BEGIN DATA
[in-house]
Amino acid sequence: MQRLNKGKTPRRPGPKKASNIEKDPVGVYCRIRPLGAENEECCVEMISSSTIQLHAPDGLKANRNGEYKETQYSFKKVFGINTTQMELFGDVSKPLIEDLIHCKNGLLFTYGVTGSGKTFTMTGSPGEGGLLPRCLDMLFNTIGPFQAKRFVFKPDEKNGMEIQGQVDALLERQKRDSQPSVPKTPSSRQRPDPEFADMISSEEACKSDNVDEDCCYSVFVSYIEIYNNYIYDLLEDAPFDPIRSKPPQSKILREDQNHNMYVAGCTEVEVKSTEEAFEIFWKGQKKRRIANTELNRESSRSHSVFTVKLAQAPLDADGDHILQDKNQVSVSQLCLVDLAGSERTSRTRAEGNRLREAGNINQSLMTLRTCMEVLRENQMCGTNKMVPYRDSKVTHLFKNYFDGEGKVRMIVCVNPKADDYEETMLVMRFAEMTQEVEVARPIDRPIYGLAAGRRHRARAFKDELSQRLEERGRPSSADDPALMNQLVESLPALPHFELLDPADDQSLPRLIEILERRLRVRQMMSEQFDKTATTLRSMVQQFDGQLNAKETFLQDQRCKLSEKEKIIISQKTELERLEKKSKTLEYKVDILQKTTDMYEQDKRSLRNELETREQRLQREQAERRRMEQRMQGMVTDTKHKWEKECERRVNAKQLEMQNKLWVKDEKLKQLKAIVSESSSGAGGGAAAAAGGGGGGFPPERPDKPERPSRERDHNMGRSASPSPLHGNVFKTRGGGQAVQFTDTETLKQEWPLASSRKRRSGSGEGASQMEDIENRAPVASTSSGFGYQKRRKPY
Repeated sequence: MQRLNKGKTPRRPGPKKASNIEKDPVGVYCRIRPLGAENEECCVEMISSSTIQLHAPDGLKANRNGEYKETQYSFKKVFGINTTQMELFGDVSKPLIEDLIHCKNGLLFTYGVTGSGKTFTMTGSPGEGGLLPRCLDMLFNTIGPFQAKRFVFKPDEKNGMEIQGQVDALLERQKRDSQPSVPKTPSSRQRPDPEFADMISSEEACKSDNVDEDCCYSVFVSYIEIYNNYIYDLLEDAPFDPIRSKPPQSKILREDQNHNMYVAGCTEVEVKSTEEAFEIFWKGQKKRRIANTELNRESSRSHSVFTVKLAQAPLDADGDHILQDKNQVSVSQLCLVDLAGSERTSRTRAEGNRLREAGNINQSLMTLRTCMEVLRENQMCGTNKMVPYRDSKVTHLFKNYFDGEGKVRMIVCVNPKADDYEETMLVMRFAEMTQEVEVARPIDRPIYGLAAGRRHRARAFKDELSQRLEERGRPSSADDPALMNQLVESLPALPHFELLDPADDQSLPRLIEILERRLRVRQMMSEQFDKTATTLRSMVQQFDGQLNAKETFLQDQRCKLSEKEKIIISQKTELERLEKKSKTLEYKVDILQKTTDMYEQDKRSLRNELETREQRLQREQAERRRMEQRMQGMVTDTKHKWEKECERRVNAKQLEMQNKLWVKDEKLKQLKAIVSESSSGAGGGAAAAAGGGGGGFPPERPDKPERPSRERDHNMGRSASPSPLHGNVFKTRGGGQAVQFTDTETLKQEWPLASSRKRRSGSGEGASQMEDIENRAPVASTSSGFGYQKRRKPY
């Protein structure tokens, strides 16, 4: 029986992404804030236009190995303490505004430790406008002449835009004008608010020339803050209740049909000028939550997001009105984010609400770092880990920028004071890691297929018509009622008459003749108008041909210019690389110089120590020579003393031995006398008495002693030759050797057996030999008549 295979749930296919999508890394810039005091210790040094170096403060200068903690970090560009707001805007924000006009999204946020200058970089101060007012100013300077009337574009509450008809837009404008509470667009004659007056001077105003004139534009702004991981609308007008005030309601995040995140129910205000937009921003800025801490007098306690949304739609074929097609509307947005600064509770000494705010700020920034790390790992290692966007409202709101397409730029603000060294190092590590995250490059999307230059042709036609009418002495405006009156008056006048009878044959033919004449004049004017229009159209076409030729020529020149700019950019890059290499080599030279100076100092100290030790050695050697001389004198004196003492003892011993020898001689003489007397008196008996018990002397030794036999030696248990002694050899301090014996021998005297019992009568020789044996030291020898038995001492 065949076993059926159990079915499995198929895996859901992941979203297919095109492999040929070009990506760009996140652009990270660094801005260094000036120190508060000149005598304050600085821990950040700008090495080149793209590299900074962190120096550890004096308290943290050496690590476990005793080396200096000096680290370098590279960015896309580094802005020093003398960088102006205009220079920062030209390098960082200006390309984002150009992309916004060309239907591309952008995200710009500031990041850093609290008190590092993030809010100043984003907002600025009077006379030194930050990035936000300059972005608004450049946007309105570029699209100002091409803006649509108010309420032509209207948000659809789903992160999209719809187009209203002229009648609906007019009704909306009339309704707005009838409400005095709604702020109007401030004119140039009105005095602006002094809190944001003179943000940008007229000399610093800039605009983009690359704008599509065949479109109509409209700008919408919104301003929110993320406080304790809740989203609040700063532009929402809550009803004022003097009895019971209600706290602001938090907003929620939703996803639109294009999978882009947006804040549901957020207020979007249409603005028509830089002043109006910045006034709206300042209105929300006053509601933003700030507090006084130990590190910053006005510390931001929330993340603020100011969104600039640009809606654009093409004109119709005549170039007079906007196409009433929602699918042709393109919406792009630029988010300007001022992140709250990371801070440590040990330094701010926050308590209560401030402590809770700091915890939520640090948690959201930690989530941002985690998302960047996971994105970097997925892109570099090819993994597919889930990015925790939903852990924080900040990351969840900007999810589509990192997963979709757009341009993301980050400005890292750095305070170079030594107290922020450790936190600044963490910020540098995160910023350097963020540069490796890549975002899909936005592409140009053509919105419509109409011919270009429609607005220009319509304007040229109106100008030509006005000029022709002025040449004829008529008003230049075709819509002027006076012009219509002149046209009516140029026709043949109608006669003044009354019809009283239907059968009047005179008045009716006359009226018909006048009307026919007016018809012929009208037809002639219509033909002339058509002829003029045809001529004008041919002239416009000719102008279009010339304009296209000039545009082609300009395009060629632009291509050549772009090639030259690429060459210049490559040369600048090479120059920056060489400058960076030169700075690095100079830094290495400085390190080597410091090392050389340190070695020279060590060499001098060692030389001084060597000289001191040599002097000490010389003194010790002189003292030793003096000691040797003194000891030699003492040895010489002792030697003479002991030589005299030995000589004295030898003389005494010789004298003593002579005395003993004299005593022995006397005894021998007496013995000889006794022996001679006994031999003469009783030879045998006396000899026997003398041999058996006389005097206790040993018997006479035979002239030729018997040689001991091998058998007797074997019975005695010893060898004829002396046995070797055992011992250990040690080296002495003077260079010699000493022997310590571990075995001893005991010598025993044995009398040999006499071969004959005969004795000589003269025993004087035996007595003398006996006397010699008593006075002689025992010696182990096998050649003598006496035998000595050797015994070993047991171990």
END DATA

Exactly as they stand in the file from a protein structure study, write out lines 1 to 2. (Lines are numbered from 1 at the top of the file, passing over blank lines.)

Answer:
[in-house]
Amino acid sequence: MQRLNKGKTPRRPGPKKASNIEKDPVGVYCRIRPLGAENEECCVEMISSSTIQLHAPDGLKANRNGEYKETQYSFKKVFGINTTQMELFGDVSKPLIEDLIHCKNGLLFTYGVTGSGKTFTMTGSPGEGGLLPRCLDMLFNTIGPFQAKRFVFKPDEKNGMEIQGQVDALLERQKRDSQPSVPKTPSSRQRPDPEFADMISSEEACKSDNVDEDCCYSVFVSYIEIYNNYIYDLLEDAPFDPIRSKPPQSKILREDQNHNMYVAGCTEVEVKSTEEAFEIFWKGQKKRRIANTELNRESSRSHSVFTVKLAQAPLDADGDHILQDKNQVSVSQLCLVDLAGSERTSRTRAEGNRLREAGNINQSLMTLRTCMEVLRENQMCGTNKMVPYRDSKVTHLFKNYFDGEGKVRMIVCVNPKADDYEETMLVMRFAEMTQEVEVARPIDRPIYGLAAGRRHRARAFKDELSQRLEERGRPSSADDPALMNQLVESLPALPHFELLDPADDQSLPRLIEILERRLRVRQMMSEQFDKTATTLRSMVQQFDGQLNAKETFLQDQRCKLSEKEKIIISQKTELERLEKKSKTLEYKVDILQKTTDMYEQDKRSLRNELETREQRLQREQAERRRMEQRMQGMVTDTKHKWEKECERRVNAKQLEMQNKLWVKDEKLKQLKAIVSESSSGAGGGAAAAAGGGGGGFPPERPDKPERPSRERDHNMGRSASPSPLHGNVFKTRGGGQAVQFTDTETLKQEWPLASSRKRRSGSGEGASQMEDIENRAPVASTSSGFGYQKRRKPY